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The sect of “Friends,” who were called Quakers in derision, was founded at about the middle of the seventeenth century. At first they were called “Professors (or children) of the light,” because of their fundamental principle that the light of Christ within was God's gift of salvation—that “Light which lighteth every man that cometh into the world.” It is said that George Fox (q. v.), the founder of the sect, when brought before magistrates at Derby, England, in 1650, [341] told them to “quake before the Lord,” when one of them (Gervase Bennet) caught up the word “quake,” and was the first who called the sect “Quakers.” They were generally known by that name afterwards. They spread rapidly in England, and were severely persecuted by the Church and State. At one time there were 4,000 of them in loathsome prisons in England. The most prominent of Fox's disciples was William Penn, who did much to alleviate their sufferings. Many died in prison or from the effects of imprisonment. Grievous fines were imposed, a large portion of which went to informers. They were insulted by the lower classes; their women and children were dragged by the hair along the streets; their meetinghouses were robbed of their windows; and, by order of King Charles and the Arch-

A Quaker at the Court of Charles II.

[342] bishop of Canterbury, in 1670, their meeting-houses were pulled down; and when they gathered for worship beside the ruins they were beaten over the head by soldiers and dispersed. In this way many were killed outright or disabled for life.

A Quaker preacher in Litchfield, England.

Constables and informers broke into their houses. The value of their property destroyed before the accession of William and Mary (1689) was estimated at $5,000,000. Besides this, they were fined to the amount of over $80,000, and their goods were continually seized because they refused to pay tithes, bear arms, or enroll themselves in the military force of the country. “The purity of their lives, the patience with which they endured insult and persecution (never returning evil for evil), their zeal, their devotedness, and their love for each other often compelled the admiration even of magistrates whose orders oppressed them.”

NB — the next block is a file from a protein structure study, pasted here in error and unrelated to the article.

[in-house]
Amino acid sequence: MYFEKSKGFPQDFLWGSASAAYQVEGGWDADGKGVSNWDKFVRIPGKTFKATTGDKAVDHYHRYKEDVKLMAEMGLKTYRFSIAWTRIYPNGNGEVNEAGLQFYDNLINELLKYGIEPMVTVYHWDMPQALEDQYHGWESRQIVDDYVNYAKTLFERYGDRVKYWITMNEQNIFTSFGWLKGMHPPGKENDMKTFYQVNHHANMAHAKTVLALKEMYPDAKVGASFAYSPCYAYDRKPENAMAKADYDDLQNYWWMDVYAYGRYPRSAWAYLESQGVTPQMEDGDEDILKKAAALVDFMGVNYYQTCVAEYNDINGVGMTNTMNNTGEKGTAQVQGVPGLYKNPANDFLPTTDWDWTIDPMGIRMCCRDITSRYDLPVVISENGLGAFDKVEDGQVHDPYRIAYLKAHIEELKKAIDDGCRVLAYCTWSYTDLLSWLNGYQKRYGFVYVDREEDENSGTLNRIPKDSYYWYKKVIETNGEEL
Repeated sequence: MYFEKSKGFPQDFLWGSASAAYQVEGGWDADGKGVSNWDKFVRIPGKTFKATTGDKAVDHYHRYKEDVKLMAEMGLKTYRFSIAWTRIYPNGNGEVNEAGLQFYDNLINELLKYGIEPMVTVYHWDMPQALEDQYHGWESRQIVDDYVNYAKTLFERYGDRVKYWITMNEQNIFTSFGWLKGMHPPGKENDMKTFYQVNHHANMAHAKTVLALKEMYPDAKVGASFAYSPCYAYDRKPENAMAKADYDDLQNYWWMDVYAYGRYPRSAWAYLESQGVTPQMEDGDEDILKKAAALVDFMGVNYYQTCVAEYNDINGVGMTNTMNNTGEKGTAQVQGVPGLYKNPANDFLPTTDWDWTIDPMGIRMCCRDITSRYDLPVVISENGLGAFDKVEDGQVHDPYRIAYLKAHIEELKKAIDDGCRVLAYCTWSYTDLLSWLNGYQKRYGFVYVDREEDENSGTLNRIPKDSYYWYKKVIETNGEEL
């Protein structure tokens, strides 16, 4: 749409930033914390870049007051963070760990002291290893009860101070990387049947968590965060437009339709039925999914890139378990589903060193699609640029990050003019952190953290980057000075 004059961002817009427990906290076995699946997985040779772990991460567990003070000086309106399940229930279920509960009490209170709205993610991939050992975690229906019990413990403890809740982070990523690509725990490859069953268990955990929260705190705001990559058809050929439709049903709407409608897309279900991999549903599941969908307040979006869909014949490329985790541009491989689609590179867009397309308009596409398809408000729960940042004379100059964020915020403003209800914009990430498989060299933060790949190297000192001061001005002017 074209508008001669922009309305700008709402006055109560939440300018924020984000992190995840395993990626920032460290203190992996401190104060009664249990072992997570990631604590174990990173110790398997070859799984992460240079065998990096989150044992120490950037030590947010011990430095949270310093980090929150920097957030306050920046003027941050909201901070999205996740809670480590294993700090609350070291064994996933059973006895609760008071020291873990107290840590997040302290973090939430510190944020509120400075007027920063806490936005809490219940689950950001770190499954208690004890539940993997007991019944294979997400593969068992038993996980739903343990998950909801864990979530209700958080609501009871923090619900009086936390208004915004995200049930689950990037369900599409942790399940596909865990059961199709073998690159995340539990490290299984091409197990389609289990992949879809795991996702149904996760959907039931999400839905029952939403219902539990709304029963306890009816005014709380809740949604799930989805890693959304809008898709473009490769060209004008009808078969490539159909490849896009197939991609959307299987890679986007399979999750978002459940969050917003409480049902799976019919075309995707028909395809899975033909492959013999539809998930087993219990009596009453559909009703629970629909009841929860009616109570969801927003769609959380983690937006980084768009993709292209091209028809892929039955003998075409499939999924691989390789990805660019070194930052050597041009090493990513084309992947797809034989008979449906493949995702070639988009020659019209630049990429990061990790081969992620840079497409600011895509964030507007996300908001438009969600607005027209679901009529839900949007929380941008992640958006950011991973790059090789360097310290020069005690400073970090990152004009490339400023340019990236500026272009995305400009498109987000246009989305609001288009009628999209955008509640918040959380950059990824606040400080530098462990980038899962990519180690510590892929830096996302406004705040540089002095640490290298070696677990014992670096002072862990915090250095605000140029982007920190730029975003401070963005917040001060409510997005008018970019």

To escape persecution, many of them emigrated to the Continent, and some to the West Indies and North America. In the latter places they found persecutors.

Those who first appeared in New England and endured persecution there were fanatical and aggressive, and were not true representatives of the sect in England. They were among the earliest of the disciples of Fox, whose enthusiasm led their judgment; and some of them were absolutely lunatics and utterly unlike the sober-minded, mildmannered members of that society to-day. They ran into the wildest extravagances of speech; openly reviling magistrates and ministers of the Gospel with intemperate language; overriding the rights of all others in maintaining their own; making the most exalted pretensions to the exclusive possession of the gifts of the Holy Spirit; scorned all respect for human laws; mocked the institutions of the country; and two or three fanatical young women outraged decency by appearing without clothing in the churches and in the streets, as emblems of the “unclothed souls of the people” ; while others, with loud voices, proclaimed that the wrath of the Almighty was about to fall like destructive lightning upon Boston and Salem. This conduct, and these indecencies, caused the passage of severe laws in Massachusetts against the Quakers.